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Pregnancy and girls’ right to education: are we there yet?

According to an article titled "MPs split on the proposal to allow teenage mothers back to school" in yesterday’s The Citizen, parliament was divided over whether or not to allow girls who get pregnant to return to school after delivery – a proposal by the Parliamentary Committee for Social Services and Community Development.

The debate was around whether these girls should be allowed back into school after delivery or should be permanently expelled.

On the one hand some MPs argued that it went against Tanzanian customs and culture around morality to let these girls go back to school. Many favoured a punitive approach to this issue with expulsion from school for young girls and 30 year jail sentences for the men or boys who impregnate them.

Other MPs thought that this policy was archaic and resulted in a form of discrimination. The children of elites are unlikely to suffer the consequences of these expulsions as strongly as children from poorer families.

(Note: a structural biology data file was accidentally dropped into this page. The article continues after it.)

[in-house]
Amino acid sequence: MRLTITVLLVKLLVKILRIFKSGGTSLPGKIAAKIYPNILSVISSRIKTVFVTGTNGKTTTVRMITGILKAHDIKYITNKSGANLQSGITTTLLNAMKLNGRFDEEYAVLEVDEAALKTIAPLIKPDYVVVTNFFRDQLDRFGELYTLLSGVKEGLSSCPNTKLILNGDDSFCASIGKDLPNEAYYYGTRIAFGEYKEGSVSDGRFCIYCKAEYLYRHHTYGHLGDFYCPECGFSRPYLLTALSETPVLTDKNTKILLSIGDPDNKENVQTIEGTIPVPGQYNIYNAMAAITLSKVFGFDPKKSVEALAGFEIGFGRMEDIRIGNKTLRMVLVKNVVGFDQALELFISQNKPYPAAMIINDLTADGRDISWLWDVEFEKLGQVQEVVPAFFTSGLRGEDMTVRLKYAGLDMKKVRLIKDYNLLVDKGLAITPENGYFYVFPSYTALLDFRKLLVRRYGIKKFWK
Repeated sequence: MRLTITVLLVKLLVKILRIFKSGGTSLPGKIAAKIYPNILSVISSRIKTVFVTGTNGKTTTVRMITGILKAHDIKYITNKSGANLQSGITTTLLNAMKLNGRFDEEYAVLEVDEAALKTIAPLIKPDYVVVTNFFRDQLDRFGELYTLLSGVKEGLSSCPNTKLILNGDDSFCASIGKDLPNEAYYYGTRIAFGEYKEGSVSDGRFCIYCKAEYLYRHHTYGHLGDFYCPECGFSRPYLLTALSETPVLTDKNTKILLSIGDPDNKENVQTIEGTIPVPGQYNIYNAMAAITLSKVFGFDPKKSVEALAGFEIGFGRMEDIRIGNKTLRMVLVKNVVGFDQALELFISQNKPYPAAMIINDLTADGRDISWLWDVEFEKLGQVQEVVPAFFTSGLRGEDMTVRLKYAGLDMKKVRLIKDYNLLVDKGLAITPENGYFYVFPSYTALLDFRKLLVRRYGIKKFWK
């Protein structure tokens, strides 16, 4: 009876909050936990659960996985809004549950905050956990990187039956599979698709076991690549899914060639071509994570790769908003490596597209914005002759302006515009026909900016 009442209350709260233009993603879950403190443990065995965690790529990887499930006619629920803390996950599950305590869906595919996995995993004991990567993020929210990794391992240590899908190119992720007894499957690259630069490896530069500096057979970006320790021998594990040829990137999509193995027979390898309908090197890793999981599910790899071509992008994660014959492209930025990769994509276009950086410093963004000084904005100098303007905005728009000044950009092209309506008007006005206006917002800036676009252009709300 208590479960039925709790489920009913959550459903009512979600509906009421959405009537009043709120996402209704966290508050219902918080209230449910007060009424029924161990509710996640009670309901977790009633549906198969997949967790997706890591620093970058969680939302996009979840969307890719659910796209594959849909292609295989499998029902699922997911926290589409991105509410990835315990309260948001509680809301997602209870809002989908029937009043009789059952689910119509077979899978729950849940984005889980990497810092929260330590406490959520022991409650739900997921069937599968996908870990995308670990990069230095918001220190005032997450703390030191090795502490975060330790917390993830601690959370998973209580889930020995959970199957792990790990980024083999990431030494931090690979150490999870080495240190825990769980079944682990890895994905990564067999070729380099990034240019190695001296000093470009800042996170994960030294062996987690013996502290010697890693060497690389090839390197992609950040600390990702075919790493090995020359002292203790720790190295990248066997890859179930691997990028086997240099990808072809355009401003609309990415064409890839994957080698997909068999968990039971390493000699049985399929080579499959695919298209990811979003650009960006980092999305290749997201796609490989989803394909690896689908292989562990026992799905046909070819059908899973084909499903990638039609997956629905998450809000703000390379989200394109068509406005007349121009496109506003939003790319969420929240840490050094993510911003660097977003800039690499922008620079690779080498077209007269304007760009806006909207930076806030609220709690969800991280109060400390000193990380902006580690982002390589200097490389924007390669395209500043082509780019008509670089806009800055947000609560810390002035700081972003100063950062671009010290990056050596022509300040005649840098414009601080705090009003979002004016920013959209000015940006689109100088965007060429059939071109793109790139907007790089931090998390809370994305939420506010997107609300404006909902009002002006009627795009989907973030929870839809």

What do the data say?

How many girls are affected and what happens to them?

According to the UNFPA adolescent pregnancy report 2013, a study done on 20-24 year old women in Tanzania showed that 28% of them gave birth before the age of 18. As a result, a number of girls have dropped out of school due to this problem. However, Tanzania lacks a re-entry policy.

When citizens were asked about their experience with girls’ pregnancy while in school, 21% of citizens said they knew of a female family member who dropped out of either primary or secondary school as a result of pregnancy. Among those who knew of girls in their family who had dropped out, 72% report that these women became housewives.

Why does it matter

According to Uwezo learning assessment data, there is a strong association between a mother’s level of education and her child’s learning levels. So the children of all the girls that are expelled from school will suffer the consequences as well; they are more likely to have lower learning outcoems and be disadvantaged from the start.

 

 

 

 

What do citizens think?

When asked about what they think should happen to a girl who gets pregnant while still in school, 7 out of 10 (71%) citizens think that girls should be allowed back to school, whether after giving birth, to a different school or even during their entire pregnancy.

Read more: education Tanzania

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